3. Provide Clear Guidelines
Another potential pitfall of the online learning environment is that the reduction of visual cues and lowered social presence can sometimes result in undesirable behaviors such as ‘flaming’ or to misinterpretation of the tone of text-based messages. Provide clear guidelines at the outset as to the expected conduct of students. For the benefit of any students new to online learning it can be helpful to explain ‘netiquette’
Clear guidelines should extend to the other aspects of your course such as how much participation is expected, what elements of the course will be assessed, and exactly what is required for each assignment. Communicating clearly and ensuring learners know what they need to do to be successful is one of the most important best practices for online learning to integrate into every stage of your course.
An online calendar is a useful way of providing a week-by-week breakdown of the course along with any key events and deadlines. You may also want to have an ‘important messages’ area of the bulletin board or discussion forum where key information can be displayed.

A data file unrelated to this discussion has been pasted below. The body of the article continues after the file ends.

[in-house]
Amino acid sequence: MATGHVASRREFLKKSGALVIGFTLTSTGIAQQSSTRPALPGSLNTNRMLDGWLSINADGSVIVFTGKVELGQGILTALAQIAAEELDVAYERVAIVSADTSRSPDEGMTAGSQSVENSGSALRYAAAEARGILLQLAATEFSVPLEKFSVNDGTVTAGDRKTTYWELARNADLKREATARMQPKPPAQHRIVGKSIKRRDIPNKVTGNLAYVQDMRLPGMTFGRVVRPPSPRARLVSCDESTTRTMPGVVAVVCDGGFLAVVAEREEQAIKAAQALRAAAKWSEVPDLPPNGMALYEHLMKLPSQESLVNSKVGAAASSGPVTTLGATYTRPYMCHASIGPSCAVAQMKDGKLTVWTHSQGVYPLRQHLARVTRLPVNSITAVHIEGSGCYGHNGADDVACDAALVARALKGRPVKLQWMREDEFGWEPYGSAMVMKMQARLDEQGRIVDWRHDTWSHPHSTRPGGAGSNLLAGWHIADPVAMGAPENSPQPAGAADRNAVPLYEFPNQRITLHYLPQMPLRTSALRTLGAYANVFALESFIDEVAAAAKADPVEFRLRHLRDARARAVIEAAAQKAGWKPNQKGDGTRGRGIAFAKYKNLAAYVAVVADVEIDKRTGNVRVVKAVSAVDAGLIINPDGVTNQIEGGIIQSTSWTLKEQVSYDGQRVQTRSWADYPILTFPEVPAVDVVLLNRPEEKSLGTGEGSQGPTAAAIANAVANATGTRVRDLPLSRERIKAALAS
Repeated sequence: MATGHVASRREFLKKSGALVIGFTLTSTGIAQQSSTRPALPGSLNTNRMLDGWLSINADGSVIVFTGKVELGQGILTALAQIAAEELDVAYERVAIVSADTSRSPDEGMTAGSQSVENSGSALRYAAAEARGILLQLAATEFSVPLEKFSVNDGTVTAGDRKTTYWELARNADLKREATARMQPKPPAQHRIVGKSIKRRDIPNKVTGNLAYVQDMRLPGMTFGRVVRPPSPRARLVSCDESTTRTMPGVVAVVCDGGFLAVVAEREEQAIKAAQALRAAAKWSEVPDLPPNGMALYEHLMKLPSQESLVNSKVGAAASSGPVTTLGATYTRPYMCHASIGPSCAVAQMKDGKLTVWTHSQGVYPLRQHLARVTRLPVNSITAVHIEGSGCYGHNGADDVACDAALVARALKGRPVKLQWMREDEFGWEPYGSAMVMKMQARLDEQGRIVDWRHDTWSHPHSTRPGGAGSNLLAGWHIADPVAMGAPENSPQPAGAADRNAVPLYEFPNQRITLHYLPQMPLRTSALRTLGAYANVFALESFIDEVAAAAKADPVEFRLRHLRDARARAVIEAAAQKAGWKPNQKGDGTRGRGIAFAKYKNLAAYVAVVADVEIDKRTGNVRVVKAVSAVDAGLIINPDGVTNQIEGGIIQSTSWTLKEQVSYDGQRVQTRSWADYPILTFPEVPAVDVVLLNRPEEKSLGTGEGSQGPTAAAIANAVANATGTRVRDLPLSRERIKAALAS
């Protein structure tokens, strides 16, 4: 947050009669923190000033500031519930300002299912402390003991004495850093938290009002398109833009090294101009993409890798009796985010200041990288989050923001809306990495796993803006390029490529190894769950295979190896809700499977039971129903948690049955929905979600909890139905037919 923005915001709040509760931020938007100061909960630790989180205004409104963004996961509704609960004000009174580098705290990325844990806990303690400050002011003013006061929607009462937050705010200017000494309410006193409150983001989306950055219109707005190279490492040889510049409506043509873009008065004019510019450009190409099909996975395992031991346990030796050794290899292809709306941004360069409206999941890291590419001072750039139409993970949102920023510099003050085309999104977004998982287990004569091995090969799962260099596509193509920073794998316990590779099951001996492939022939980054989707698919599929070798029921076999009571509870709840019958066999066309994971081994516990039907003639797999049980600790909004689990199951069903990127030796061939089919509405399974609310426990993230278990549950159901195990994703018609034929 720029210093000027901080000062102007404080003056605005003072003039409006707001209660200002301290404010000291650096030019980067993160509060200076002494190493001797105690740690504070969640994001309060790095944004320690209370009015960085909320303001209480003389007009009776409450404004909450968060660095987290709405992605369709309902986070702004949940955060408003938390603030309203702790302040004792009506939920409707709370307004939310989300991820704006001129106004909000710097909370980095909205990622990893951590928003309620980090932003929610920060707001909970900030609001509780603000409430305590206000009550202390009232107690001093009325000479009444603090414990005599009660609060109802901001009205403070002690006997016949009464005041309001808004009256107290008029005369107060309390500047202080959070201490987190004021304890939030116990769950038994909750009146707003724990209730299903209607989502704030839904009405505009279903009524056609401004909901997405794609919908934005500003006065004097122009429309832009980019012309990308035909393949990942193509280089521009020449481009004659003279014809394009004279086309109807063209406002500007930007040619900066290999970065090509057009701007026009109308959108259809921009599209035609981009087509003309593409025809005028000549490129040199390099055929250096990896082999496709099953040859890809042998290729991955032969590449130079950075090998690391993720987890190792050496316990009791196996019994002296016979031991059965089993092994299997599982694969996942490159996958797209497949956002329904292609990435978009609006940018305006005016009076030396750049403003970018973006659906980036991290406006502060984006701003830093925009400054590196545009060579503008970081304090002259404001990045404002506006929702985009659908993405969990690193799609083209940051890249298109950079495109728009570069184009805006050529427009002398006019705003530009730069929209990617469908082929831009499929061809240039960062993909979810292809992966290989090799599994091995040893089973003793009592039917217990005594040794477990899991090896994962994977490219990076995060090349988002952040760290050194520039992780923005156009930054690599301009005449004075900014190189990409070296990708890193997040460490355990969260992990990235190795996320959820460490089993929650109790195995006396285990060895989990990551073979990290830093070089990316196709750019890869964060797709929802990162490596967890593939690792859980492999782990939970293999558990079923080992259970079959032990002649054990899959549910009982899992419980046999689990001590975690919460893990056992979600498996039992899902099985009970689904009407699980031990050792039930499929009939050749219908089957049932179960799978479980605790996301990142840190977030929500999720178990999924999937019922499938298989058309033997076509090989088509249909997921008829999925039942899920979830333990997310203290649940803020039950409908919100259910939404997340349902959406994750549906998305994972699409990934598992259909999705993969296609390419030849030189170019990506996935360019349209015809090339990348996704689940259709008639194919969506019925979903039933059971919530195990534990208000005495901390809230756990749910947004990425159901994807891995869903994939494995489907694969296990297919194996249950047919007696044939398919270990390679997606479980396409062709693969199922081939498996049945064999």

4. Use the Technology Wisely
Selecting the right tools for distance learning can make the difference between a motivating online learning experience and a demotivating one.
Online instructors now have access to a whole host of Web 2.0 applications which can be used to enhance the learning experience. By combining traditional methods of instructional delivery with innovative tools you can create courses that keep students involved and interested. For example, instead of simply providing learners with print-based documents why not try adding a video lecture or a podcast? Likewise, rather than confining all discussion to a VLE-based forum, experiment with synchronous sessions via chat software such as Skype.